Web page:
When I say, "let the doctors decide," what I mean is, let doctors decide whether something is "murder" or not. A doctor is already ethically bound not to cause harm. If an abortion is not in the best interest of all those involved -- including the parents and the potential child -- the doctor cannot do it, professionally and legally. This is a law that is older than the United States. Adding a layer of law on top of this law is unnecessary and, frankly, frightening to me. If the government is allowed to tell doctors when life begins, what is stopping them from telling doctors when life ends? I find it odd that people who would fight against government control in almost any other issue -- gun control, taxes, religious freedom, etc. -- seem to have no problem handing over the choice of life itself to the government, that institution that we all ought keep at arm's length.

People who don't trust the government to teach their children to read trust the government to govern their bodies? This makes no sense to me.
 

Temujin

Well-known member
I think we agree very much on this topic.

When I say, "let the doctors decide," what I mean is, let doctors decide whether something is "murder" or not. A doctor is already ethically bound not to cause harm. If an abortion is not in the best interest of all those involved -- including the parents and the potential child -- the doctor cannot do it, professionally and legally. This is a law that is older than the United States. Adding a layer of law on top of this law is unnecessary and, frankly, frightening to me. If the government is allowed to tell doctors when life begins, what is stopping them from telling doctors when life ends? I find it odd that people who would fight against government control in almost any other issue -- gun control, taxes, religious freedom, etc. -- seem to have no problem handing over the choice of life itself to the government, that institution that we all ought keep at arm's length.

People who don't trust the government to teach their children to read trust the government to govern their bodies? This makes no sense to me.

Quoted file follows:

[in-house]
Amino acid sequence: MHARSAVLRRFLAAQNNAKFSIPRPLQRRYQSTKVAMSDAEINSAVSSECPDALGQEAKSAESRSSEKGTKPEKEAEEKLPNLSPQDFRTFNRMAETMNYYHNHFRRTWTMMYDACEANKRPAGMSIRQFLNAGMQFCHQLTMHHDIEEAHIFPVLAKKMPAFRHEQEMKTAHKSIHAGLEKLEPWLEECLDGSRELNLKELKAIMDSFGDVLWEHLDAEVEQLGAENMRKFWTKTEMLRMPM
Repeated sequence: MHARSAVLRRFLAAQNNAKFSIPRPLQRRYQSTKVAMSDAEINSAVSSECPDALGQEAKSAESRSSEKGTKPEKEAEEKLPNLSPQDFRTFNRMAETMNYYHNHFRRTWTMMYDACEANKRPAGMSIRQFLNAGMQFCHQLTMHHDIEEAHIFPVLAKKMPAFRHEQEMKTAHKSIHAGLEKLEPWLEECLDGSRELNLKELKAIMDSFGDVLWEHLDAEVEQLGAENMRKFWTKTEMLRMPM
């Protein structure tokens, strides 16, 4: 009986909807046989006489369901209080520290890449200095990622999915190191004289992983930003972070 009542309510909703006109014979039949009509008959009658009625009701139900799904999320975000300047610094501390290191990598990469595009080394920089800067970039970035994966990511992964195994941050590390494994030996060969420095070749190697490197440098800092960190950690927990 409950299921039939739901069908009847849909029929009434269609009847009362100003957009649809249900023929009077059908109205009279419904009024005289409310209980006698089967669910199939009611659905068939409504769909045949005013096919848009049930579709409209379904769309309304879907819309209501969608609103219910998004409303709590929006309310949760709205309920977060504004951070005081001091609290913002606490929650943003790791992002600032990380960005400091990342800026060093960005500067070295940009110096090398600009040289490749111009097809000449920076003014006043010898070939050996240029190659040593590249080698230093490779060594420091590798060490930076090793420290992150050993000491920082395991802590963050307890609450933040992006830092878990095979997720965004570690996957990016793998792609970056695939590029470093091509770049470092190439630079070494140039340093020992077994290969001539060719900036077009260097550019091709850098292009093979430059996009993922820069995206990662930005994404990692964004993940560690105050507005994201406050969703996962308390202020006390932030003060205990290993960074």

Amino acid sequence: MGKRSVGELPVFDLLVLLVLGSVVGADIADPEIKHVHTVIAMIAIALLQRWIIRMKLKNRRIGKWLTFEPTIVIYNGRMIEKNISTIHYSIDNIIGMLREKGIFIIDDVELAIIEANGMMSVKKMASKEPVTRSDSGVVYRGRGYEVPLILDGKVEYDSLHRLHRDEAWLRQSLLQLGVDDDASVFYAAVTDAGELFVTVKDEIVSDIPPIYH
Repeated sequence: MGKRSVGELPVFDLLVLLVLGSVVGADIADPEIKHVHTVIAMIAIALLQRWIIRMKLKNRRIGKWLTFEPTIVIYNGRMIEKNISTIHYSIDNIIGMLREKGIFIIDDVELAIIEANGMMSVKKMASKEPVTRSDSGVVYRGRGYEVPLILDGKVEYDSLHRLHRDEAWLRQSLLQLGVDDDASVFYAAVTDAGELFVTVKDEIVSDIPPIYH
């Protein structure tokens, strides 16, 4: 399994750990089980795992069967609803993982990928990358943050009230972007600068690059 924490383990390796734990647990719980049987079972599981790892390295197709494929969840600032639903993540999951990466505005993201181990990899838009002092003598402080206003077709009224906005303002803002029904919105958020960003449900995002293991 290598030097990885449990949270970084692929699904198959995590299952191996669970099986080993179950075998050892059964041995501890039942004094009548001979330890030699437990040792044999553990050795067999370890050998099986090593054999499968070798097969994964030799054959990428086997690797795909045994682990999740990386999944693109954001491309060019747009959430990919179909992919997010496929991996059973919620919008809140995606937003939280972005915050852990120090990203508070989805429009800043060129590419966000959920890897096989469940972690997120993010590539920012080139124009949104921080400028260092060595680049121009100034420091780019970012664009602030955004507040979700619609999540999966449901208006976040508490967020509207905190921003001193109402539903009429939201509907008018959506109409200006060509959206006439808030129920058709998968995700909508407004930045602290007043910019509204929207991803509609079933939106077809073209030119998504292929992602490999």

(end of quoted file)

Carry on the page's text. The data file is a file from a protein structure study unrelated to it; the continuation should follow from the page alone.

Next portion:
Hear hear!
 

LifeIn

Active member
It's still not murder, by definition.
Well, if you use the current legal definition of murder, abortion is not murder. But then we have seen the legal definition of murder change over the course of history. At one point in time it was legal in the United States to kill your black slave if he was costing you too much to keep him alive and could not do any more work for you. It was legal because black slaves were not defined as humans, so killing them was not much different than putting down the family dog. Currently, in the US, a baby that is only part-way through the vagina and has not taken its first breath is not considered a human person, worthy of legal protection. In some cases, even after a baby is extracted during an abortion and happens to be still living, and even viable, that baby is also not considered legally to be a human worthy of legal protection the same as everyone else. The thought of killing a viable baby after it has been removed from the mother is abhorrent to most people.

We now have laws to protect blacks from being killed (even though it still seems to happen far too often), prompted by the same revulsion that people fell about a baby being killed. Of course an underdeveloped fetus does not look much like a child yet, and most abortions are on such fetuses, so it is understandable that some people can call them "not human". But a newborn baby looks quite different from a 30 year old man. So relying on superficial appearances may not be the best way to base moral understandings, and law as well.

The relationship between law and moral beliefs is a close one. Most laws grow out of the moral beliefs of the people in the society in which they live. If we are questioning the basis of a law, or a proposed law, it is proper to consider it as a moral question.

However there are other ways of achieving moral goals besides punitive laws. For example, the incentive for abortion could be vastly reduced if pre-natal and maternity services were provided at no cost to all pregnant women as a matter of course, regardless of complications in delivery. That might actually do more good than making abortion a crime.